We set out to identify an engineering strategy that could be applied as a first-line approach without screening a library of variants, as, in our opinion, no clear favourite has emerged in literature. Available studies use different growth conditions and combine multiple modifications to tailor individual P450 enzymes for the highest possible protein titre, making it difficult to abstract a broadly applicable engineering strategy. We studied the modifications individually and found that only ΔTM caused a significant increase in product generation across all tested enzymes, and while other modifications could lead to similar improvements, they failed to have a consistently positive effect. Barnes and SohB variants were significantly better than native CYP79A2 and CYP83B1 but caused no statistically significant change in CYP83A1. OmpA was among the top variants for CYP83B1 but led to a dramatic decrease in Phe-Ox production by CYP79A2. The final culture density was not a general determinant of high in vivo activity, but specifically for OmpA and Barnes variants with low product titres, slower growth may contribute to their poor performance (Table S1 and S3). These results show that the transmembrane domain is a major factor that impedes the functional expression of P450s in E. coli, and its truncation, in front of the hydrophilic region, is sufficient to alleviate the problem in a wide range of P450 enzymes.
Balancing the expression of individual enzymes or modules is a standard approach in pathway engineering. We noticed a similar requirement for P450 engineering in pathways containing multiple P450 enzymes. [ΔTM]CYP79A2, which catalyses the rate-limiting reaction at the entry point of the glucosinolate pathway [27, 28], produced almost double Phe-Ox over the native enzyme, but this benefit was lost upon adding the subsequent unmodified CYP83s, which were unable to convert the extra Phe-Ox into nitrile oxide. Only when engineering both CYP79A2 and CYP83s, we successfully translated the doubled Phe-Ox titre into doubled Phe-GSH. As P450s draw from shared cellular resources such as heme incorporation, electron supply through NADPH, and electron transfer from NADPH to P450 by cytochrome P450 reductase, the 28-fold increase in expression we observed for [ΔTM]CYP79A2 might cause CYP79A2 to monopolize the access to these resources and, in turn, impair CYP83 activity.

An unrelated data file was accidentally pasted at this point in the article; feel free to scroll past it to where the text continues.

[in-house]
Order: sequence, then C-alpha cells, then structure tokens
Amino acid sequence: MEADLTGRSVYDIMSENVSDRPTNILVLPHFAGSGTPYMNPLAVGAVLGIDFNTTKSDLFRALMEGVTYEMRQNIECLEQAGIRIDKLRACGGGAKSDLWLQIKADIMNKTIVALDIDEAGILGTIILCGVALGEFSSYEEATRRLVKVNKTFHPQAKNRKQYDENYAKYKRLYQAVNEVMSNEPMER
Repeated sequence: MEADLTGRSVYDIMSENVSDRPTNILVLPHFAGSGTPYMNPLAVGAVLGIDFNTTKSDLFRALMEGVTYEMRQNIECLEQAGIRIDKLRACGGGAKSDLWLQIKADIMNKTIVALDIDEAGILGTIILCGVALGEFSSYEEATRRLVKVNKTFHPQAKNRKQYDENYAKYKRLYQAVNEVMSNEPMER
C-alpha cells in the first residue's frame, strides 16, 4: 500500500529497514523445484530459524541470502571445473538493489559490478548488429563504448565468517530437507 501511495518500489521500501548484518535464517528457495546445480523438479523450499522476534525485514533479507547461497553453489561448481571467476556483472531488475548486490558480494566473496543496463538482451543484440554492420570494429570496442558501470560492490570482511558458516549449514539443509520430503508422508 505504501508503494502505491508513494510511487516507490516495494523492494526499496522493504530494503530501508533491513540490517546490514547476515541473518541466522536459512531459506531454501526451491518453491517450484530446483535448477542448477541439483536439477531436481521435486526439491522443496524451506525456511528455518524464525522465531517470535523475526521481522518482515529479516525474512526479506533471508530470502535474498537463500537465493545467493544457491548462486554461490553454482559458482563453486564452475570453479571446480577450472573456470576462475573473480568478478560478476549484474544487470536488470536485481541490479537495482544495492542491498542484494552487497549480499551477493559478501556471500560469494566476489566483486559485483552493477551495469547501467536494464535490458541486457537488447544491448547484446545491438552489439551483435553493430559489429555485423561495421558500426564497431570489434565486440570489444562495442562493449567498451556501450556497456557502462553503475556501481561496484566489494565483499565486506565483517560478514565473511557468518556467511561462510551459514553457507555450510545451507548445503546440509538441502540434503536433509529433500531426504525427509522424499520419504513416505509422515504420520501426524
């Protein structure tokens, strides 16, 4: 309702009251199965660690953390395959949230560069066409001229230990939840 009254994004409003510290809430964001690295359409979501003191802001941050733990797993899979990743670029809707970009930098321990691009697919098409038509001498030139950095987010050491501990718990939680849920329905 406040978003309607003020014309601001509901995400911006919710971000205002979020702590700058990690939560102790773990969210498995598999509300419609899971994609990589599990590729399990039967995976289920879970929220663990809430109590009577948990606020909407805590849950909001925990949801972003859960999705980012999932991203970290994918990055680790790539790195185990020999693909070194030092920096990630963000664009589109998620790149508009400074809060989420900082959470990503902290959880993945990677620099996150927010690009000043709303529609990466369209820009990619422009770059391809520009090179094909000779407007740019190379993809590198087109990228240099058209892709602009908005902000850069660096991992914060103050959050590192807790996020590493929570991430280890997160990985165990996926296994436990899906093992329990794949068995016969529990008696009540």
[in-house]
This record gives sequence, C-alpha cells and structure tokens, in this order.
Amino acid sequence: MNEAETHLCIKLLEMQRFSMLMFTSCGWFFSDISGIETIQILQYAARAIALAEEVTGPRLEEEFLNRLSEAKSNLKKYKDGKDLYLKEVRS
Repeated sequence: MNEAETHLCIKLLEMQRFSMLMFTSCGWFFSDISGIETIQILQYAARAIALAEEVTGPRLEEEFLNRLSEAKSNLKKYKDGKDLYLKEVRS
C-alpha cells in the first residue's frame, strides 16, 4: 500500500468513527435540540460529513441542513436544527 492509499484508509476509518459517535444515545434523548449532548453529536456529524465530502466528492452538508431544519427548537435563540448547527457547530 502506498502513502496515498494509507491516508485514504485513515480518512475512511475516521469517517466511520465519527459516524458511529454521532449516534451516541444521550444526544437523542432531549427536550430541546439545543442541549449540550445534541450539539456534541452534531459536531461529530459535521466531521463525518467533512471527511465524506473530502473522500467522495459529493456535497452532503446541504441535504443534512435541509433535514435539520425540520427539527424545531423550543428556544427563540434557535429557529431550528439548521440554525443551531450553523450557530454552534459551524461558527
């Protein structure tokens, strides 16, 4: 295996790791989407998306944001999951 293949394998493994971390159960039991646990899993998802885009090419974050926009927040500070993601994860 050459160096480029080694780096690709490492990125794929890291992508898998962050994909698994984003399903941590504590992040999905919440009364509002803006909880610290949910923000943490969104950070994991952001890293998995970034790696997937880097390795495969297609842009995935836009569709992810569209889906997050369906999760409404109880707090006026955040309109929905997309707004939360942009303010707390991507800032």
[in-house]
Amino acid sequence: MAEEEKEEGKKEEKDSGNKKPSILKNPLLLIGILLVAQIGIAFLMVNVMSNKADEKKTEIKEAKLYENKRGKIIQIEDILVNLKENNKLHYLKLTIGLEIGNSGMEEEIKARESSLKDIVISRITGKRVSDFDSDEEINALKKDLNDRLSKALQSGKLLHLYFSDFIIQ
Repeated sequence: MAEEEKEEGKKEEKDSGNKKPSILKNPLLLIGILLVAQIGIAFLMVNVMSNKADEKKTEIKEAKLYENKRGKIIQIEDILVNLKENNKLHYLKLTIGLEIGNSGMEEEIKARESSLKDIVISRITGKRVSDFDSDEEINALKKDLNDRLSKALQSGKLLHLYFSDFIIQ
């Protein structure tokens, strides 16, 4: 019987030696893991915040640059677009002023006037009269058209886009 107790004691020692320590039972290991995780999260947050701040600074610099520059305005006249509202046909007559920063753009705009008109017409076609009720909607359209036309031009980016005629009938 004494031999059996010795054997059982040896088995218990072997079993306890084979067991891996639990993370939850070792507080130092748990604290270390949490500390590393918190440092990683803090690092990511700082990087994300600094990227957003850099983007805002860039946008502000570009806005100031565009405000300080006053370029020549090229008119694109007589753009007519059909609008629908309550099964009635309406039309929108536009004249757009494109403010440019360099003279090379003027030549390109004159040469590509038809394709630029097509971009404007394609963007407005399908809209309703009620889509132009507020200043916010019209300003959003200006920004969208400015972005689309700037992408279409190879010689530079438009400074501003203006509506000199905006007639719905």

Although optimization and validation at a larger scale is necessary, we expect our findings to translate well from a 24-well plate screening to a bioreactor setting. Bioreactors provide a more controlled fermentation environment, which can support much higher bacterial biomass and thus higher product titre. Especially the control over dissolved oxygen and aeration rate will have a great impact on the in vivo activity of P450s, which require oxygen for catalysis. Furthermore, due to cost, minimal media is common for fermentation at scale and in the industry. We have performed a control experiment in supplemented M9 minimal media showing that the benefit of N-terminal truncation is independent of rich media and high product titres are maintained (Fig. S4). Taken together, we identify the N-terminal truncation as the best and the most versatile modification to achieve high in vivo activity across a wide range of plant P450 enzymes in E. coli. Our results emphasise the discrepancy between P450 protein titre and in vivo activity, suggesting that screening of product generation is necessary to guide P450 engineering. To avoid the extensive screening of various N-terminal modifications, we propose ΔTM as a first-line approach to yield highly functional P450 enzymes and aid future design and establishment of P450-containing biosynthetic pathways in E. coli cell factories.
Materials and methods
Oligonucleotides, Plasmids, Bacterial strains, Transformation protocol and LC-MS/MS procedures for small molecules and peptides. Detailed description can be found in Supplementary Material.
Construction of operons for P450 expression
Purified PCR products were assembled using an adapted USER protocol from Geu-Flores et al.  and Cavaleiro et al.  in a 10 µL reaction as follows: 1 µL USER enzyme mix, 1 µL 10x CutSmart buffer, 1 unit of DpnI, 20 ng PCR product of the plasmid backbone and 40 ng PCR product of all fragments to assemble. The reaction was incubated for 1 h at 37 °C, then at gradually decreasing temperatures around the melting temperature (Tm) of USER overhangs (31 − 26 °C) with 5 min at each temperature step and finished with 30 min at 10 °C. The heterologous genes were assembled into synthetic operons with a maximum of three genes per operon. All operons were flanked by consensus T7 promoters with T7 terminators, and all genes shared the same ribosome binding site originating from the T7 bacteriophage major capsid protein.